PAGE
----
In his book On Trails, Robert Moor reports on a conversation he had with J.L. Deneubourg, a leading thinker on ant behavior, and according to Moor, a “veteran collective intelligence researcher.”
When Moor asked him how he would use his vast knowledge to organize and construct a better city from scratch, Deneubourg replied: “I would like to see the emergence of the town . . . If I was mayor — and the probability of that happening is quite low — my attitude would be very liberal. My objective would be to offer different types of material to help citizens find the solution that they prefer.”
When Moor asked him to clarify — would he indeed “withhold his expertise and allow the town’s resident’s to plan their own town?” — Deneubourg said, “Yes . . . To believe that you have the solution for another person is a form of stupidity” (86).
This quotation arrives in my life at an interesting time — when I’m about to begin planning my 9th Grade English class.
Reshan and I recently published an article called “Respect Thy Time: How to Stop Calling Meetings that People Hate.” Yesterday, I read an article with the opposite title but the same intent: “How to Craft Meetings People Love (Really).” These articles pair really nicely, covering a similar topic from different angles.
In the former article, Reshan and I encourage leaders to define the purpose of their team and then work relentlessly to uncover the best ways to help that team collaborate effectively. Sometimes that will mean calling a face-to-face meeting, and sometimes that will mean connecting the team through a technology tool (like Trello) to help them work asynchronously.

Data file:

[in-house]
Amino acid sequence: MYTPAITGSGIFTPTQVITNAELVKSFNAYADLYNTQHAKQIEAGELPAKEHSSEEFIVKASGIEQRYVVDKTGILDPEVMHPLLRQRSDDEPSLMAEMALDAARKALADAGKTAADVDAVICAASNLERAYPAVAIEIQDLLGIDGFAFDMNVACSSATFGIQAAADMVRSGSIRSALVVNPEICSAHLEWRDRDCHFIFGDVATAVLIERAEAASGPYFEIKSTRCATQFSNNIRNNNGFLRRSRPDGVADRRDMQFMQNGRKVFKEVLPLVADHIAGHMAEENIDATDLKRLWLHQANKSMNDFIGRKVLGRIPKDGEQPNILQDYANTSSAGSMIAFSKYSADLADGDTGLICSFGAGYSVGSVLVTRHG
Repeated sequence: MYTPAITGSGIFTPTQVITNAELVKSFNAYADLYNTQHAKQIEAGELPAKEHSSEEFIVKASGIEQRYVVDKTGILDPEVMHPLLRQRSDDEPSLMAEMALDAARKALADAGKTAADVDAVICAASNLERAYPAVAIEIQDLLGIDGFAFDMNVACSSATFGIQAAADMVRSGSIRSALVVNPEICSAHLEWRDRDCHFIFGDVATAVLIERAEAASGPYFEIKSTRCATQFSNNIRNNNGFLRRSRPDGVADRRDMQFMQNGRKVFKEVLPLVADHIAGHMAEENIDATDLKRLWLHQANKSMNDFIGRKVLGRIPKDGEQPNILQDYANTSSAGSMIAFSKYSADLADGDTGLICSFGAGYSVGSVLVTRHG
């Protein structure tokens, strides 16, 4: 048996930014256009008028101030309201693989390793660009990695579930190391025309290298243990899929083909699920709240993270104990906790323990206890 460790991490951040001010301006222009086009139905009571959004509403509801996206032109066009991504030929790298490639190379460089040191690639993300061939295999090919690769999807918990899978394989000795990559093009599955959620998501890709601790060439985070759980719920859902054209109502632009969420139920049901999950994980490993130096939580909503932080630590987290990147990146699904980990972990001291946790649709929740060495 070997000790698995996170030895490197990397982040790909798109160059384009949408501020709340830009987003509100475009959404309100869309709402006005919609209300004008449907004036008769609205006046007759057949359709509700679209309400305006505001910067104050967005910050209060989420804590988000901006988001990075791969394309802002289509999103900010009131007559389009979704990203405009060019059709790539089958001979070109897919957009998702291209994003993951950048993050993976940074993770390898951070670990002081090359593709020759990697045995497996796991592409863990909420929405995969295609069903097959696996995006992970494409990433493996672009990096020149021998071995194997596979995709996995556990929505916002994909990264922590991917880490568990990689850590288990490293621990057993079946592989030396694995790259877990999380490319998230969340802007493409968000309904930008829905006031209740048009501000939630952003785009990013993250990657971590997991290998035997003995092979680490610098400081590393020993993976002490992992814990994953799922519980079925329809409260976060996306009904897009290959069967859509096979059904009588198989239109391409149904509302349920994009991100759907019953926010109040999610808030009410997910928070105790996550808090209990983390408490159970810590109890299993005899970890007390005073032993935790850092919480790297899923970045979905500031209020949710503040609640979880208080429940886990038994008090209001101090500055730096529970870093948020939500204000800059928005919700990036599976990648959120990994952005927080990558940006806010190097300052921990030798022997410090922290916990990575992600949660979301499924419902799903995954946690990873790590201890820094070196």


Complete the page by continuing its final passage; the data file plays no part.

In the latter article, Eric J. McNulty, Director of Research at the National Preparedness Leadership Initiative, offers concrete steps and mindsets to help us craft meetings wherein attendees give and receive value, and he offers a great test: “One way to find out if people feel a meeting is worthwhile is to make it optional — and see who shows up.” (The hashtag in the title of this blog comes from his article, too.)
Though we won’t soon solve the problem of meetings, it’s important that those called to our meetings know that we are grappling constantly with format and function. We might not always succeed in ensuring that everybody loves our meetings, but we can work to send them a clear message — again and again — that we value their time and talents.
I’ve been reading a lot of Stoic philosophy this summer, and this post by Seth Godin lines up with what I find most useful about it (in a work / business context). Those of you not reading Godin’s blog several times a week are really missing out.
After reading Patti Smith’s amazing letter about her friend, Sam Shepard, who died a few days ago, I picked up her book Just Kids. I’ve been reading it non-stop since then, whenever I have a free moment. When I wasn’t looking, she has become one of the most natural, clear, big hearted writers in America. It’s no surprise, then, that her letter about Sam Shepard is at least partially about how, when they were together, they would work hard at the craft of writing. They would practice together. These things don’t happen by accident.
I’m so pleased to see that my friend, Reshan Richards, is blogging (daily ) again. He blogs for the same reason Seth Godin blogs — to make sure he is exercising his noticing muscle. And the product is usually some combination of informative, fun, playful, serendipitous, curious, bright, joyful, and/or smart. The blog reminds me of the first time I really got to know Reshan. We were at a conference and had just presented together for the first time. He turned to me and said, “we should go out and find some fresh baked cookies.” And that’s exactly what we did.